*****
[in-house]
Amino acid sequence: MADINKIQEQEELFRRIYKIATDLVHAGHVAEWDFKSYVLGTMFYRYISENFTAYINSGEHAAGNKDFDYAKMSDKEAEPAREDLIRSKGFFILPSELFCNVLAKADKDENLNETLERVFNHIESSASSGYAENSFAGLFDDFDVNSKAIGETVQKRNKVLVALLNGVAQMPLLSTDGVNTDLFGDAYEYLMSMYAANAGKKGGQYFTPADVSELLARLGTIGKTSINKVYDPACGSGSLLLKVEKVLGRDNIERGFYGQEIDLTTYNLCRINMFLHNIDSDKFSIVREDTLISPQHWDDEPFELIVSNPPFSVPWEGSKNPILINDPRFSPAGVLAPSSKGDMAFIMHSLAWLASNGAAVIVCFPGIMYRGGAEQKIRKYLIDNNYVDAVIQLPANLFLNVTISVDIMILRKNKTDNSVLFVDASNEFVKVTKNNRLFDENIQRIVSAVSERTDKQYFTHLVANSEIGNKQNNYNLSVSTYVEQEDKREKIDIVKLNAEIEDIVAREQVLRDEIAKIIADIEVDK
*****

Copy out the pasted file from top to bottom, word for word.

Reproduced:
[in-house]
Amino acid sequence: MADINKIQEQEELFRRIYKIATDLVHAGHVAEWDFKSYVLGTMFYRYISENFTAYINSGEHAAGNKDFDYAKMSDKEAEPAREDLIRSKGFFILPSELFCNVLAKADKDENLNETLERVFNHIESSASSGYAENSFAGLFDDFDVNSKAIGETVQKRNKVLVALLNGVAQMPLLSTDGVNTDLFGDAYEYLMSMYAANAGKKGGQYFTPADVSELLARLGTIGKTSINKVYDPACGSGSLLLKVEKVLGRDNIERGFYGQEIDLTTYNLCRINMFLHNIDSDKFSIVREDTLISPQHWDDEPFELIVSNPPFSVPWEGSKNPILINDPRFSPAGVLAPSSKGDMAFIMHSLAWLASNGAAVIVCFPGIMYRGGAEQKIRKYLIDNNYVDAVIQLPANLFLNVTISVDIMILRKNKTDNSVLFVDASNEFVKVTKNNRLFDENIQRIVSAVSERTDKQYFTHLVANSEIGNKQNNYNLSVSTYVEQEDKREKIDIVKLNAEIEDIVAREQVLRDEIAKIIADIEVDK